End solitary confinement and video surveillance of death row inmates

(Paris, Tokyo) FIDH and the Center for Prisoners’ Rights (CPR) denounce the use of solitary confinement and intrusive video surveillance of prisoners sentenced to death in Japan. Such measures constitute serious human rights violations and are manifestly inconsistent with Japan’s obligations under international law.

According to the latest official figures available, at the end of 2021, 107 prisoners (99 men and eight women) were on death row in Japan. Nearly half of them (47 men and two women) were in the Tokyo detention house.

CPR research revealed that prisoners on death row in the Tokyo Detention House are held in solitary confinement in 5.4 square meter cells that are monitored 24 hours a day by closed-circuit television cameras ( CCTV) placed on the ceiling. There are no obstacles in front of the cameras, so everything is filmed, including the prisoners removing their clothes and underwear, as well as their use of the toilets.

According to interviews conducted by CPR with five death row inmates in the Tokyo detention house in May 2022, four of them had been kept in solitary confinement in such cells for periods ranging from three to almost 15 years. A fifth detainee has been transferred after more than 14 years to a cell without surveillance cameras, pursuant to a transfer order dated March 1, 2022. At the time of this press release, the other four detainees remain in cells monitored by CCTV cameras. Female death row inmates in the Tokyo Detention House are also kept in solitary confinement in cells equipped with CCTV cameras manned by male and female officers.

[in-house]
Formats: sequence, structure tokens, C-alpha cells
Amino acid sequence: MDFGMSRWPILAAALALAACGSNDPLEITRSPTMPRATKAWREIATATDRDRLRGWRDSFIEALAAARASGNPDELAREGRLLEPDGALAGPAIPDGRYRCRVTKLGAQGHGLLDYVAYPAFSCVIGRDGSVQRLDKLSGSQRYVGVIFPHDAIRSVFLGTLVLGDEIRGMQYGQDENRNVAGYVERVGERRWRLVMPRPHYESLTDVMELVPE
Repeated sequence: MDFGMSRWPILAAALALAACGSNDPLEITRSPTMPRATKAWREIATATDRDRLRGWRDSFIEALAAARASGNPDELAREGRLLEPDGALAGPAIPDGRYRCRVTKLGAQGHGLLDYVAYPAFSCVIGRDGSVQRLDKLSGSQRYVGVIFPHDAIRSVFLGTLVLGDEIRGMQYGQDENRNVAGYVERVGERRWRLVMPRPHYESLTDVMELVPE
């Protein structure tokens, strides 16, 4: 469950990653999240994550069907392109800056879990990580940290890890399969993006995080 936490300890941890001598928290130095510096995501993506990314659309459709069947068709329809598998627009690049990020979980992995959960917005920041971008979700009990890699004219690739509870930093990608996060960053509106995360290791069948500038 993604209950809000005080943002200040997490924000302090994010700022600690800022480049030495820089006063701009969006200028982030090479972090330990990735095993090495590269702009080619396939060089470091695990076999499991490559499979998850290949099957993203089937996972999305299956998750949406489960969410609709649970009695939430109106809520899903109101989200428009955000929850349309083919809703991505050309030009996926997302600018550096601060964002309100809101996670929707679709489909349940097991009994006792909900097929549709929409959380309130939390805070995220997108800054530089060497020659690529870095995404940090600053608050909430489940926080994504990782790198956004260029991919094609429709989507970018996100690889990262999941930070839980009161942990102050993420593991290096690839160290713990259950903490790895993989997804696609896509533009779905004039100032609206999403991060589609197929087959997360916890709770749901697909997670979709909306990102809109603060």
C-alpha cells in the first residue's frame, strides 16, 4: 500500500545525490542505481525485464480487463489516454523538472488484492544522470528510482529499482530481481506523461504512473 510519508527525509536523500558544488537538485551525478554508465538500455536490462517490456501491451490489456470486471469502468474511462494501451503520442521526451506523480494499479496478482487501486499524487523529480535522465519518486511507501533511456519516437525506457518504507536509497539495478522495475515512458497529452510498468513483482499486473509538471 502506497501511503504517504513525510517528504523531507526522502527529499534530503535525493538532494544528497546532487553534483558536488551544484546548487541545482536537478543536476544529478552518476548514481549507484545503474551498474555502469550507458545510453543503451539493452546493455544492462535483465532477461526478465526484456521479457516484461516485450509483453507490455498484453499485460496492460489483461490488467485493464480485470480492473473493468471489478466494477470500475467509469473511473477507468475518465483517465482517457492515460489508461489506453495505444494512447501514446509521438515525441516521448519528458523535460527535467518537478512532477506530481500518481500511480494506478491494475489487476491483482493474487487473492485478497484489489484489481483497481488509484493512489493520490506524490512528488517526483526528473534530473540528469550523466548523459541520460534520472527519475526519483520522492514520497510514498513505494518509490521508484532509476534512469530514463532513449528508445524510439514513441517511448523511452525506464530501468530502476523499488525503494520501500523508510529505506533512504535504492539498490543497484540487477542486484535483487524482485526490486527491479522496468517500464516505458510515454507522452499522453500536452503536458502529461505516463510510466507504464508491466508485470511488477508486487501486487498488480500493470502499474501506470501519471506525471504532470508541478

The use of prolonged solitary confinement and constant video surveillance of prisoners on death row is inconsistent with international human rights treaties to which Japan is a state party, namely the International Covenant on Civil and Political Rights. (ICCPR) and the Convention against Torture and Other Cruel, Inhuman or Degrading Treatment or Punishment (CAT).

Prolonged solitary confinement, as defined by the United Nations (UN) Standard Minimum Rules for the Treatment of Prisoners (the “Nelson Mandela Rules”), [1] does not comply with Articles 2 and 16 of the CAT, which impose an obligation on the Japanese government to prevent torture and other acts of cruel, inhuman or degrading treatment or punishment. In addition, the UN Committee against Torture has long held that solitary confinement can constitute torture or inhuman treatment and should be prohibited for prisoners on death row. [2] Prolonged solitary confinement is also incompatible with Articles 7 and 10 of the ICCPR. Article 7 stipulates that no one shall be subjected to torture or to cruel, inhuman or degrading treatment or punishment. In its General Comment No. 20, the United Nations Human Rights Committee (CCPR) states that prolonged solitary confinement of detained or imprisoned persons may constitute acts prohibited by Article 7 of the ICCPR. [3] Furthermore, Article 10 of the ICCPR stipulates that all persons deprived of their liberty must be treated “with humanity and with respect for the inherent dignity of the human person”.